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Name: People v. Werntz (2023) 90 Cal.App.5th 1093
Case #: D079771
Court: CA Court of Appeal
District 4 DCA
Division: 1
Opinion Date: 04/27/2023

Trial court did not err in denying petitioner’s Penal Code section 1172.6 resentencing petition because substantial evidence supported the court’s finding that petitioner was guilty of second degree murder for failing to protect her child. In 2019, Werntz filed a section 1172.6 resentencing petition for her second degree murder conviction (the victim was her infant daughter). The trial court ultimately denied the petition after a (d)(3) hearing, finding that Werntz was guilty of implied malice murder as a direct aider and abettor for failing to protect her daughter from her partner’s abuse. On appeal, Werntz raised a number of issues, including that there was insufficient evidence to support the trial court’s findings. Held: Affirmed. Aiding and abetting liability, and liability for implied malice murder, can be premised on a parent’s failure to fulfill her common law duty to protect her child from attack. Werntz failed to protect her daughter and this satisfied the actus reus component of implied malice murder. Additionally, there was ample evidence from which the trial court could reasonable infer that Werntz knew her inaction (including the failure to provide medical treatment) endangered her daughter in conscious disregard for her daughter’s life. Werntz’s partner had a history of child abuse (which led to the brutal death of their first child), there was evidence her daughter suffered serious, painful injuries from abuse weeks before her death, and they had hidden the bodies of the dead children. [Editor’s Notes: (1) The Court of Appeal also concluded that the proper standard of review is substantial evidence. (2) The court agreed with other Courts of Appeal that aiding and abetting implied malice murder is a permissible theory of liability.]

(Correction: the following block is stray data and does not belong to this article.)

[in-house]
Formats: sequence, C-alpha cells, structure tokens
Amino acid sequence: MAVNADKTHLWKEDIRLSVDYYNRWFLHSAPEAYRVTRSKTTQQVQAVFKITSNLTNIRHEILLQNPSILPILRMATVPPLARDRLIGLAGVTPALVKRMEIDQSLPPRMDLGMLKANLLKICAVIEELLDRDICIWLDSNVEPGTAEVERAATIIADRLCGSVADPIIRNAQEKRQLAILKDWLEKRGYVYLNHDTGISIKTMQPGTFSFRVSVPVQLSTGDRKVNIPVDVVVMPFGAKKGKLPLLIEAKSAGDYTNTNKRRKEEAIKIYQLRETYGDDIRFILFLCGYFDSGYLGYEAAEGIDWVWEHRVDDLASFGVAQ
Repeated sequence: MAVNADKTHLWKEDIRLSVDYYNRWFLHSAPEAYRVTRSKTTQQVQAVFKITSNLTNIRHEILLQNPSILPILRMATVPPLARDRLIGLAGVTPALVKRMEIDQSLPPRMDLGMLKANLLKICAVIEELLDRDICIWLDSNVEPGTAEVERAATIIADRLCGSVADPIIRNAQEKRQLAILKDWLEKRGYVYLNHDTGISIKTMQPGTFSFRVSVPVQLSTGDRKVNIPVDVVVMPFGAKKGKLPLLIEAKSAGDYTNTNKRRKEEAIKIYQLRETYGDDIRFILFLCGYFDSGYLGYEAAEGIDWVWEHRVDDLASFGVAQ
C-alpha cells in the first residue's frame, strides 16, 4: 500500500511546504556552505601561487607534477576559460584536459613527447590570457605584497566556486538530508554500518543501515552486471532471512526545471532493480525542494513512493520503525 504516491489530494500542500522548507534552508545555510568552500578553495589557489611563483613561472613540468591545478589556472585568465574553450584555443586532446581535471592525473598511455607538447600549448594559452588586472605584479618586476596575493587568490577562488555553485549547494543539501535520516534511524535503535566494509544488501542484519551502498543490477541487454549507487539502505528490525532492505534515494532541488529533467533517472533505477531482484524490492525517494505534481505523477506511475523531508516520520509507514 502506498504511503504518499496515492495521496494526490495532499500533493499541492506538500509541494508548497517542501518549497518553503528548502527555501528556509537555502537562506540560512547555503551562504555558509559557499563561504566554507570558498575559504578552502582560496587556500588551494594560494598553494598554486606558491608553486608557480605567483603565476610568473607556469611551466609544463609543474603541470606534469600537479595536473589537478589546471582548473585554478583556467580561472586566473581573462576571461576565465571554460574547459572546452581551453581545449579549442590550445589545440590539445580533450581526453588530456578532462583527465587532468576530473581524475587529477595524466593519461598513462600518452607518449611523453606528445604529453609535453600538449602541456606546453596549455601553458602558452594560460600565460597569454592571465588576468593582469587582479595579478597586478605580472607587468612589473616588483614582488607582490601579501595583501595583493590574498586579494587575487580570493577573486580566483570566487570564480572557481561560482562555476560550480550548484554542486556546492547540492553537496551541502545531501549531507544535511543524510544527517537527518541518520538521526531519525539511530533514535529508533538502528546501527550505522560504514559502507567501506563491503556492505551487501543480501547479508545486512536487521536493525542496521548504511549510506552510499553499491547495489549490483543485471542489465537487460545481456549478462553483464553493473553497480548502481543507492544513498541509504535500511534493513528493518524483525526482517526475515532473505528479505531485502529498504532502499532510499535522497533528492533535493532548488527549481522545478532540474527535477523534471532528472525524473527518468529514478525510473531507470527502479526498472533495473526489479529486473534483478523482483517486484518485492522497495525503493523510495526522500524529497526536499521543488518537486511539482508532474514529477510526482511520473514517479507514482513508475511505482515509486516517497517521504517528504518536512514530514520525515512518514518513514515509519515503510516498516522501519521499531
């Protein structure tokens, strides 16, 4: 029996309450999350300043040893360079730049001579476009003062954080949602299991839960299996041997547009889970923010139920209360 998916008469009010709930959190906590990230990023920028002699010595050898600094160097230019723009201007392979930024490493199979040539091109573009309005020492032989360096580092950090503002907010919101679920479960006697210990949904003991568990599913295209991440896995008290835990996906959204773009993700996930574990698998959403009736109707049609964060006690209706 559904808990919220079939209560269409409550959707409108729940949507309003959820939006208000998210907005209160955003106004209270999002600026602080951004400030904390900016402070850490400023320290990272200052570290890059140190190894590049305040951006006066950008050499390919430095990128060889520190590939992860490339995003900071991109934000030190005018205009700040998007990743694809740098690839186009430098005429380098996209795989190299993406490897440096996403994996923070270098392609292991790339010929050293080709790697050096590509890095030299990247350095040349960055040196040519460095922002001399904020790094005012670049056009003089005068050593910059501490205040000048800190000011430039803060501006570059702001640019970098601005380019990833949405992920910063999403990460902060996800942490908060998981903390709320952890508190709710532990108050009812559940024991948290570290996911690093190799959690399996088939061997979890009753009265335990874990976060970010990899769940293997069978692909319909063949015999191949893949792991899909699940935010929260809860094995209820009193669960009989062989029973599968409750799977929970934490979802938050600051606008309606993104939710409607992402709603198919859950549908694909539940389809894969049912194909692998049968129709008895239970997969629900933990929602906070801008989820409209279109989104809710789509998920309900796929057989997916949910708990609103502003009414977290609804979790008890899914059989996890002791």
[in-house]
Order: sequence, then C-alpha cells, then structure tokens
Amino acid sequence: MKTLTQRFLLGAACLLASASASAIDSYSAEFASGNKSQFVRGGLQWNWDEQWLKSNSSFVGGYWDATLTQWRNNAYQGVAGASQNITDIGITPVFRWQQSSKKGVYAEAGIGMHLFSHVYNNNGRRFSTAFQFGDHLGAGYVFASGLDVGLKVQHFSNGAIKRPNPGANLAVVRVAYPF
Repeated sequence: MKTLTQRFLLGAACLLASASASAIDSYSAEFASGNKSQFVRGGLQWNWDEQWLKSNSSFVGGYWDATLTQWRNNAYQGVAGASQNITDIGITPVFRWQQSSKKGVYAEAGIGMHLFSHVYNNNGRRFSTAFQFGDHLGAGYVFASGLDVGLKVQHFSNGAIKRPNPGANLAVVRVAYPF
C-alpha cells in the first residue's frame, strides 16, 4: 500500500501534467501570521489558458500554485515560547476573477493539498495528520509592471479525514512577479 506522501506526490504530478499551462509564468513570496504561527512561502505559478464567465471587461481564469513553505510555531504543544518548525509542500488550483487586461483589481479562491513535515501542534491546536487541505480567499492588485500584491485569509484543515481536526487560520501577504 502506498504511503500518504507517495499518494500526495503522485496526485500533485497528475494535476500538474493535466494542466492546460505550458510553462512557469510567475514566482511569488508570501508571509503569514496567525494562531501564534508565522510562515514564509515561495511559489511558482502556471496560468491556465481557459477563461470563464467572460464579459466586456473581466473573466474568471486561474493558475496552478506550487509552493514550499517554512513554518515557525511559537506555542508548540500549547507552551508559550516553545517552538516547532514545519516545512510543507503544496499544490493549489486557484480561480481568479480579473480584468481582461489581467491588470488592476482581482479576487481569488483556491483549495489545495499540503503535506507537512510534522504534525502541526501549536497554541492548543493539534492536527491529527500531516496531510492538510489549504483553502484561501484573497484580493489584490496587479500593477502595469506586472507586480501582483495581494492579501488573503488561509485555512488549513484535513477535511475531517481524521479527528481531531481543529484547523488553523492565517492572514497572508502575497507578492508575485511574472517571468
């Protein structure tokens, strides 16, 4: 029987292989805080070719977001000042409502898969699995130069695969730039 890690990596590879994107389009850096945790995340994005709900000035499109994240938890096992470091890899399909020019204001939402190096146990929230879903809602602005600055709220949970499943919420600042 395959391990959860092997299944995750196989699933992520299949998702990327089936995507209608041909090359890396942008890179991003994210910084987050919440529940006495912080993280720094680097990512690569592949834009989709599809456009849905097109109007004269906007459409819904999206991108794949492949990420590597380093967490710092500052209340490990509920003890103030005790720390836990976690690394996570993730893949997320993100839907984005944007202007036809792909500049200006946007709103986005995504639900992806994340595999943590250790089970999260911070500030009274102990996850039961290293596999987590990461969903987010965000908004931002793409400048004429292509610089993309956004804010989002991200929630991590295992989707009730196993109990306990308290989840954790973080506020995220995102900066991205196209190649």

The full opinion is available on the court’s website here: